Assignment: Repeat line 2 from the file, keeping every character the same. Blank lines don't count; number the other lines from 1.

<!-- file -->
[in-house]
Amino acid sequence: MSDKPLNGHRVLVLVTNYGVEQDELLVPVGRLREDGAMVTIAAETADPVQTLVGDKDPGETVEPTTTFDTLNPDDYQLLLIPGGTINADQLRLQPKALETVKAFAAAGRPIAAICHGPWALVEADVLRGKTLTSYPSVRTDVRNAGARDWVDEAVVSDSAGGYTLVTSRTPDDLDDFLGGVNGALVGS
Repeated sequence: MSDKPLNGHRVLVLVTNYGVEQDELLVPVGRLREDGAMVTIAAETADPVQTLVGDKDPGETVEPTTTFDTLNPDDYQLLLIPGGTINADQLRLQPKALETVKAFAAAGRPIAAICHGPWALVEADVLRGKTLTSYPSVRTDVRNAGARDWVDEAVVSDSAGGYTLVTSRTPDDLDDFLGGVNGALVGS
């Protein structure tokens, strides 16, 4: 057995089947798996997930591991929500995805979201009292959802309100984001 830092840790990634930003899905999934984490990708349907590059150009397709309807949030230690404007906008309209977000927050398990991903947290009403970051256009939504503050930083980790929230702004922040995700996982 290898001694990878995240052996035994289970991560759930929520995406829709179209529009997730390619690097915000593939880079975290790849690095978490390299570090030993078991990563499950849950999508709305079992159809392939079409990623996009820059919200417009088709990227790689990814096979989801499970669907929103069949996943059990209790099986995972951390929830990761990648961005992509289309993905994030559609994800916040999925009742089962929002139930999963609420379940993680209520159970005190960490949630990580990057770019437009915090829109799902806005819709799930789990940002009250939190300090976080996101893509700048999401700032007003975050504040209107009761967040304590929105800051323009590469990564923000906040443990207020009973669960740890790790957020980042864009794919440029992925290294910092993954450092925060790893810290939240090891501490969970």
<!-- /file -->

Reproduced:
Amino acid sequence: MSDKPLNGHRVLVLVTNYGVEQDELLVPVGRLREDGAMVTIAAETADPVQTLVGDKDPGETVEPTTTFDTLNPDDYQLLLIPGGTINADQLRLQPKALETVKAFAAAGRPIAAICHGPWALVEADVLRGKTLTSYPSVRTDVRNAGARDWVDEAVVSDSAGGYTLVTSRTPDDLDDFLGGVNGALVGS